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The food delivery industry is learning it needs to keep restaurants happy

A rider for "Grubhub" food delivery service rides a bicycle during a delivery in midtown Manhattan in New York
A rider for "Grubhub" food delivery service rides a bicycle during a delivery in midtown Manhattan in New York

In the battle between food delivery apps and restaurants during the pandemic, the latter may now have the upper hand.

The pandemic forced restaurants to turn to delivery to stay afloat. At first, they saw the food delivery services as a lifeline. But some restaurants resented commission fees charged by food delivery companies, which reached much as 30%. The restaurant lobby pushed back, and numerous cities, from Jersey City to San Diego, enacted temporary caps on their fees.

Now, delivery companies are trying to earn their way back into the good graces of restauranteurs. This week, DoorDash expanded its advertising tools, including selling restaurants ads that appear on top of search results—the merchants only pay for the sponsored listings if users click through the ads and make orders. Last month, DoorDash added alcohol delivery on its app, which would help boost restaurants’ average delivery check size. And, earlier this year, the company rolled out a tiered commission pricing model that starts at 15%, as well as created the role of chief restaurant advisor, who would help serve as a liaison between restaurants and DoorDash. Other food delivery companies like Uber Eats have launched similar initiatives.

Why DoorDash needs to work with restaurants

It’s becoming increasingly clear that DoorDash and other food delivery companies, which remain unprofitable, are realizing they need to work with restaurants and be more than just a food delivery company and more of a long-term partner with restaurants to help them run their business.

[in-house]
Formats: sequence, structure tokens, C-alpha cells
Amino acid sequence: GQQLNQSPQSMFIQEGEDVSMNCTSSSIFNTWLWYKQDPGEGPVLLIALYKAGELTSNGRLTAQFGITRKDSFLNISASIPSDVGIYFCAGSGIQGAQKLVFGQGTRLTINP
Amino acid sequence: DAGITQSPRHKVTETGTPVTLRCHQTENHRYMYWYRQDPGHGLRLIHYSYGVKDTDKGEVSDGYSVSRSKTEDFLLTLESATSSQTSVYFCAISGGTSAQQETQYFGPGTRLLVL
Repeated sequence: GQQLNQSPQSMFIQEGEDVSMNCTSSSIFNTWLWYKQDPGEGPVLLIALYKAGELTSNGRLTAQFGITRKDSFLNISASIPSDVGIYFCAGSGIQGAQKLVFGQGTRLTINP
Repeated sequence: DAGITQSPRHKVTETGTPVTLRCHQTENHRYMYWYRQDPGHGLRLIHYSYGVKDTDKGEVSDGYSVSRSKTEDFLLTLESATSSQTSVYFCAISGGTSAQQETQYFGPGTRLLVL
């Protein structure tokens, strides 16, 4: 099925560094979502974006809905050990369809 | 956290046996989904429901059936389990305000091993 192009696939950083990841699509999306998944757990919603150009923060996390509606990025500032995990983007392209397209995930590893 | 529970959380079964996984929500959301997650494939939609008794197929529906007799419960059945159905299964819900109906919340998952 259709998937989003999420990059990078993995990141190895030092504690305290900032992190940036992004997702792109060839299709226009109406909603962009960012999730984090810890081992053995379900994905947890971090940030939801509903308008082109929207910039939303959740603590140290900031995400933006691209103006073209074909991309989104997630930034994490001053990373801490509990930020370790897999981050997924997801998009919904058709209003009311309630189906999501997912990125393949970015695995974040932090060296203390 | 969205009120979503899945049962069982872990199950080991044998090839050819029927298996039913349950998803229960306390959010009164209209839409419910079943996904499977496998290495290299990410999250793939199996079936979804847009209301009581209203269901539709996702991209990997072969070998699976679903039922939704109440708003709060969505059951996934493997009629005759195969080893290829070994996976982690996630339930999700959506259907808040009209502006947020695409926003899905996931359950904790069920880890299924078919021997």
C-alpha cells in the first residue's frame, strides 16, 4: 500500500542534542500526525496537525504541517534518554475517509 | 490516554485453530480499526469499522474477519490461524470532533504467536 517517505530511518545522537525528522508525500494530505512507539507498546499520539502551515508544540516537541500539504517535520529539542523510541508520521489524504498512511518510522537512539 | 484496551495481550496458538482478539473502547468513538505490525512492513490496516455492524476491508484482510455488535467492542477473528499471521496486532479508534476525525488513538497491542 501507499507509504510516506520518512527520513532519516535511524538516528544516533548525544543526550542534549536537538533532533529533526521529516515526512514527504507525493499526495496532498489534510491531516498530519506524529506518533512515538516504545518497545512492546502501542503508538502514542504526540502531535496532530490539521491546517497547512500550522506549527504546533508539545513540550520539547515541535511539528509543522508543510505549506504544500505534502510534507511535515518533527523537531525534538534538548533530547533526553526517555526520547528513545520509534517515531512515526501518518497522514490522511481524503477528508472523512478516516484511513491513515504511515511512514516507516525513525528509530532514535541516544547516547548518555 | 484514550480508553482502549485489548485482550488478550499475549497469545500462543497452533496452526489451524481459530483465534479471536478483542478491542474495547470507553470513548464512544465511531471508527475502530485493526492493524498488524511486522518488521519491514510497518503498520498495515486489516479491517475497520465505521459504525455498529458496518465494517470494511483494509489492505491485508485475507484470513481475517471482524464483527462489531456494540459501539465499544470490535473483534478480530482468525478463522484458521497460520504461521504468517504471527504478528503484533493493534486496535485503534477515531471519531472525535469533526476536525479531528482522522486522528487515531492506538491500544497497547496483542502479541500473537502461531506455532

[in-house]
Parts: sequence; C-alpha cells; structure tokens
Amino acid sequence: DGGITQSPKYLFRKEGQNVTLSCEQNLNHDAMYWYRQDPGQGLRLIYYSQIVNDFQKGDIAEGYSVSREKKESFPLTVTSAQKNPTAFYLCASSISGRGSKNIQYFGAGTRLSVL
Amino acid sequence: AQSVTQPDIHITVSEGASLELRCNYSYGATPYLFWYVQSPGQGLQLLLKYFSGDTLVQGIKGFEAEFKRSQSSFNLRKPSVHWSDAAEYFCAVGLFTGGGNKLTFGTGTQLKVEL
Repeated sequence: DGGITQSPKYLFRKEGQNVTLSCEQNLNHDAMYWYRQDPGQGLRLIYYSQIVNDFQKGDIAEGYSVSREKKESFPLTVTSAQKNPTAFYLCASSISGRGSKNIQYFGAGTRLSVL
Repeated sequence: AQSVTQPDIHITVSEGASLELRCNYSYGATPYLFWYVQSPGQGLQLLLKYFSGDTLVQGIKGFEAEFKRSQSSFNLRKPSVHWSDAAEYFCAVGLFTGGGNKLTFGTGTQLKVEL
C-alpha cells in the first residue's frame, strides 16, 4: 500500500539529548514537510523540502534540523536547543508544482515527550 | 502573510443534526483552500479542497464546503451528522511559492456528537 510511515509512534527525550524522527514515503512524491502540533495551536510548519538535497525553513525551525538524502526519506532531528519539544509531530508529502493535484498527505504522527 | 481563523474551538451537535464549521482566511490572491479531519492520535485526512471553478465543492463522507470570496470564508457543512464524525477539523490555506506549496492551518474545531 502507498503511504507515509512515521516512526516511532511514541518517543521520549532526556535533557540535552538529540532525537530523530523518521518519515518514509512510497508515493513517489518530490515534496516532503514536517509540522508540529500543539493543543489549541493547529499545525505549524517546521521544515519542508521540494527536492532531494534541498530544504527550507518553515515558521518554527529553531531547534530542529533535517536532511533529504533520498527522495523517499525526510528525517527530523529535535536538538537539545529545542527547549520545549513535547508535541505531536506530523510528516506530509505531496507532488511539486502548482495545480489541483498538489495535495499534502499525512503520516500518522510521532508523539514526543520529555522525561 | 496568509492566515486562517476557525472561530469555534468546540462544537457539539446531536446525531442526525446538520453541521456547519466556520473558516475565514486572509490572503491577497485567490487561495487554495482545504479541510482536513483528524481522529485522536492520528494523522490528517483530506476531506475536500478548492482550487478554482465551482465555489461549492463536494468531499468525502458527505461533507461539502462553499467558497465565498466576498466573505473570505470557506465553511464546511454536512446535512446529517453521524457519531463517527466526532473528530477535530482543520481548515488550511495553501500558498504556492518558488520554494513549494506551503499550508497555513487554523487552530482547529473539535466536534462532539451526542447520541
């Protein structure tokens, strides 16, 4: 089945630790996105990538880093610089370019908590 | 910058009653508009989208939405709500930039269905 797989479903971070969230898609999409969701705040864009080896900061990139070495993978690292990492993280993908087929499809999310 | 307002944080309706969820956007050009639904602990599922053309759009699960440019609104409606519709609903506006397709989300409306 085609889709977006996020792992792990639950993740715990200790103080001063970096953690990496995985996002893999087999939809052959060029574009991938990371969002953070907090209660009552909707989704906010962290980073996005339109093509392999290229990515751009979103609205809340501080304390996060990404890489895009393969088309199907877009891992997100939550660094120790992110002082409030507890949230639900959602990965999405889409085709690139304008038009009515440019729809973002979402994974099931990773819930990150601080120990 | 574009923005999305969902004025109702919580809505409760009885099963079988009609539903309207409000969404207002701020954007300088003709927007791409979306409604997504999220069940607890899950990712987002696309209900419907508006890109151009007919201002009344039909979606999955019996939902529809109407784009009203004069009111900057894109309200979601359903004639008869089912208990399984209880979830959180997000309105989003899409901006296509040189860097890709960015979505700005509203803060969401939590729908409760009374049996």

Despite the goodwill effort from the apps, the pushback from the restaurant industry continues, reflecting its influence and power. The restaurant industry is highly organized, with trade associations, unions, and relationships with politicians at their disposal.

Recently, the food delivery companies faced a series of legal battles from cities where restaurants make up a large part of the economy. Last month, the New York City Council passed a series of bills including several aimed at improving workers’ conditions, such as providing access to restaurant bathrooms and raising the minimum pay. The City Council received feedback from the NYC Hospitality Alliance, a restaurant advocacy group, during the legislative process.

New York City’s recent success in enacting regulatory reforms could influence other cities. At the same time, the third-party delivery apps are fighting back with their own lawsuits over permanent fee caps and sharing customer data with restaurants both in New York City and San Francisco. It’s still too early to say what the outcome of these lawsuits will be and which other cities will move to make fee caps permanent.

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